But What About the Laundry?


My Deepest Fear

Sunday morning, my daughter woke up crying.  She had a class trip to Six Flags and was overwhelmed with homework.  Frightened of her anxiety born of perfectionism, too much like mine, I galvanized her to go on the trip.  “When you’re 50, you will wish you had spent more time having fun and less time on work.”  A tearful mess, (her, not me) I deposited her at the school and went home and worried.  My husband suggested that I surprise our son by taking him to Six Flags.  That way, I could check on our daughter and please my son at the same time.  (Conveniently, he had a business trip that day and could not join us on this “great adventure.”)

I don’t like amusement parks.  I was terrified of the local Halloween Haunted House as a child.  Dark with costumed figures jumping out and bowls of spaghetti guts and peeled grape eyeballs to feel, it was not a frisson of fun for me.  While the other kids were laughing, I was quaking and looking for the exit.  My fear was compounded with embarrassment at not fitting in with the other kids.  What was the matter with me?  When it came to rides, I could barely stand the Merry-Go-Round.  The Ferris Wheel was too high.  The Round-Up was too fast.  I never went on those flying swings.  And forget about roller coasters.  As amusement parks became theme parks and got better at supplying a well-rounded overall experience instead of just rides (think Disney, Busch Gardens), I grudgingly accepted them and even have been known to have a good time, usually in the company of more adventurous and extraverted souls.  The log flume ride was fun!  But roller coasters – I hated them.  The safety belt strapping you in so that you don’t die when you go upside down.  The adrenalin as you crank up to the first swoop.  The force of the swoop on your neck.  The wondering when the ride is going to be over.  The nausea.  The screaming.  And the newer ones in the dark?  I hate them.  I hate amusement parks.

I looked at my husband like he was crazy.  “But what about the laundry?” I exclaimed, grasping at a responsible-sounding excuse.  I wanted to go to yoga.  I wanted to plant spring flowers.  Maybe go for a bike ride.  And, of course, I had the weekly laundry to do.  I did not want to go to Six Flags.  But I was worried about my daughter.  And I did want to make my son happy.  Rarely spontaneous, I am quite sure that when I am 90, I will wish I had spent more time having fun and less time on laundry.  I woke my son and told him we were going to Six Flags.  The surprise, the disbelief, the thrill on his face gave me joy.  Off we went.

When we arrived, I remembered why I hate amusement parks.  The long lines.  The loud music.  The rickety rides.  The junk food.  (I brought my own peanut butter and jelly on whole wheat bread, of course.  I cannot eat that food.  Thank god the security guard didn’t make me throw it away when he inspected my purse.  Speaking of purses, do not bring a purse to an amusement park.  You cannot go upside down on a roller coaster with a purse.)  Six Flags pretty much consists of roller coasters, ranging from scary to terrifying.  It doesn’t help that I wonder about their maintenance and safety records and am skeptical of the nonchalant teens operating them.  For better or worse, the first ride we hit was the most terrifying.  (SUPERMAN:  Ultimate Flight)  I used my yoga:  Breathe.  Remember it doesn’t last long.  I willed the adrenalin to subside.  We swooped and screamed and I did not lose my purse.  I acknowledged, firmly and with no embarrassment nor apology this time around:  I hate roller coasters.  I hate amusement parks.  I wished that I could be a more enthusiastic and spontaneous and fun-loving mother for my son, but I couldn’t do it.  We spent the day sauntering the park, looking for rides that were not too terrifying.  He solicitously didn’t want to make me go on any rides that were too scary.  We ran into my daughter once.  She was having a good time with her friends and didn’t want to be stalked by her mother and little brother.  We let her be.  Exhausted, and about $200 in the hole, we drove home.  My daughter returned on the bus to her mounds of homework.  Life returned to its normal relentless pace of too much to do and too little time for joy and connection.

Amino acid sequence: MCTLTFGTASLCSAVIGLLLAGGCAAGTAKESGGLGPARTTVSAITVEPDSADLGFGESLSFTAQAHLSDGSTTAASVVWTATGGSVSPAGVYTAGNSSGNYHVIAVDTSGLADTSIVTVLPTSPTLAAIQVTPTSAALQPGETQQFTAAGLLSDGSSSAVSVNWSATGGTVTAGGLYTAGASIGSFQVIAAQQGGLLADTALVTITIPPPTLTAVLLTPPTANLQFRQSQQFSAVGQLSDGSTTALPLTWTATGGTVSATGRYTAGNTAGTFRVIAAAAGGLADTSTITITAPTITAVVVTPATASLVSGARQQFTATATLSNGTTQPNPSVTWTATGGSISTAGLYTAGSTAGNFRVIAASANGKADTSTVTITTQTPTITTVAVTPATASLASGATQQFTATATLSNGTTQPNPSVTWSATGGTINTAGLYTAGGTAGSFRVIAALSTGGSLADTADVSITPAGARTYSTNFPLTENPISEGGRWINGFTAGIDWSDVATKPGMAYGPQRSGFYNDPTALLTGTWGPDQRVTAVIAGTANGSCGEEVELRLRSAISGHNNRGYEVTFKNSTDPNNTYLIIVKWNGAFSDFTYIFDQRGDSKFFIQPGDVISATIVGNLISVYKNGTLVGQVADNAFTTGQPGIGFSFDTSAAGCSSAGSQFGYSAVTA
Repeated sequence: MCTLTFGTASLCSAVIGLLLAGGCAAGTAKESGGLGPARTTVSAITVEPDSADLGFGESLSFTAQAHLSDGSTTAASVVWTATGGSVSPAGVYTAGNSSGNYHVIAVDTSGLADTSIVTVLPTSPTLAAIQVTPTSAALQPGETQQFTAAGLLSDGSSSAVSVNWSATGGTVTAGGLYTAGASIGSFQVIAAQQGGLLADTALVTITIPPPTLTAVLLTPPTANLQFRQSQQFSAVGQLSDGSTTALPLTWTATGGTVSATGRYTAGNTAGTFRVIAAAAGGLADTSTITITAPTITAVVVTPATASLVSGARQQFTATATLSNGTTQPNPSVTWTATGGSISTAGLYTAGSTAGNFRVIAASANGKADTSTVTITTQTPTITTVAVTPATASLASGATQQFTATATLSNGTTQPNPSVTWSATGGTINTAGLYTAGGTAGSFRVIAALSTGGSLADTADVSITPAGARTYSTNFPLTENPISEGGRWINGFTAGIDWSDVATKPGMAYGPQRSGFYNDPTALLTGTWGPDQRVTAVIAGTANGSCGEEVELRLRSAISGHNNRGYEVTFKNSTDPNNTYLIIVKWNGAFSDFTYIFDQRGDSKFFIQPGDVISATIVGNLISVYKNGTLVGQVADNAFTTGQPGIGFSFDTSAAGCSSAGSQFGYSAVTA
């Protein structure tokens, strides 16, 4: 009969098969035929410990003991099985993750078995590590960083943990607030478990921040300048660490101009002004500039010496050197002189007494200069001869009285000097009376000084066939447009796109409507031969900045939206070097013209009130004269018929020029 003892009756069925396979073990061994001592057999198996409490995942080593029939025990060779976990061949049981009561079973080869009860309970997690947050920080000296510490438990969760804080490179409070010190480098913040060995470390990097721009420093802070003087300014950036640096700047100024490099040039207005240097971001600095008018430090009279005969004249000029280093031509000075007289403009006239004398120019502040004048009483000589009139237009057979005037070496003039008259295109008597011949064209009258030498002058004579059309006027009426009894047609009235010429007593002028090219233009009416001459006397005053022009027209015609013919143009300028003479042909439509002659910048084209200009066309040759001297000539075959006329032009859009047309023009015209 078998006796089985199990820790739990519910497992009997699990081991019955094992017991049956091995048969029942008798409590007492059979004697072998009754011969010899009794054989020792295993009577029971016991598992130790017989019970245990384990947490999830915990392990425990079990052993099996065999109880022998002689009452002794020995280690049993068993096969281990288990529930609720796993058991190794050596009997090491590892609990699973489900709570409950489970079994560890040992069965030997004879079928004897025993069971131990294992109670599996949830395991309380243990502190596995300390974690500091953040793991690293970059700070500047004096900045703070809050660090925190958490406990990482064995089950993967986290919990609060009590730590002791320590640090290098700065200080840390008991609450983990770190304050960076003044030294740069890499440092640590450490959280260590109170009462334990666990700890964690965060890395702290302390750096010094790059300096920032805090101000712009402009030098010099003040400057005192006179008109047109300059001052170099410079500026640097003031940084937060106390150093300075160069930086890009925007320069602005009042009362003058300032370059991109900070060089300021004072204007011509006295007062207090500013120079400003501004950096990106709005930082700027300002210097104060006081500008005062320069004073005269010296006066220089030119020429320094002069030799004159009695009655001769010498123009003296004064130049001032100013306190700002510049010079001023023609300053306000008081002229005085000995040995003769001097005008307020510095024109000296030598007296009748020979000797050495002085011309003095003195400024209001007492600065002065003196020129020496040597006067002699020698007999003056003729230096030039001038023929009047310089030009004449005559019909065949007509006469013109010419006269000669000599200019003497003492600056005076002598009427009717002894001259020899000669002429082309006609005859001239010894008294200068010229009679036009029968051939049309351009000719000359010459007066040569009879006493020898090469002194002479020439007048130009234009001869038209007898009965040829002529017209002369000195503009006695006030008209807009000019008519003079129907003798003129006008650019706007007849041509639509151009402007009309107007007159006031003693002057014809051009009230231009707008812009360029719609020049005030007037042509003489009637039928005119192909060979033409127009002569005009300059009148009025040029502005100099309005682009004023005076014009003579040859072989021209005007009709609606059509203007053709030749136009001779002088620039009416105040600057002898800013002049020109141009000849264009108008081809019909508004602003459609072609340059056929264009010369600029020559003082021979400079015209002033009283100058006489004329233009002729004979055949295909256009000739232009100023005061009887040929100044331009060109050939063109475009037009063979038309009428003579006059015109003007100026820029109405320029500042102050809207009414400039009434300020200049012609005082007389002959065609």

A 13-year-old boy killed himself this week.  I don’t know him.  It doesn’t matter.  I am devastated.  So sad for his mother.  I am the mother of a 13-year-old boy who can’t imagine life without him.  Even when, (especially when), we have days where I fall short of being the fun-loving mother I aspire to be and imagine he wants.  Tragedies like this one remind me that every day is precious, even when they’re not perfect.  Perhaps being the careful-loving mom that I am who acknowledges who she is and who she is not may be the best mom I can be to him.

Life is hard.  We all suffer.  Some more than others.  At 50, I have more self-knowledge and self-acceptance than I had as a teen.  I have become resilient, surviving the troughs because I have the experience of surviving previous troughs.  Surviving because I have people I love and who love me.  Surviving for those precious and imperfect moments of joy and connection.  Surviving because I am grateful for all the good in my life.  My deepest, most unfathomable fear is to lose a child.  I pray that my children never experience so much pain that they feel there is no way out.  I pray that my children speak their anger and ask for help.  I pray that my children do less laundry and have more fun.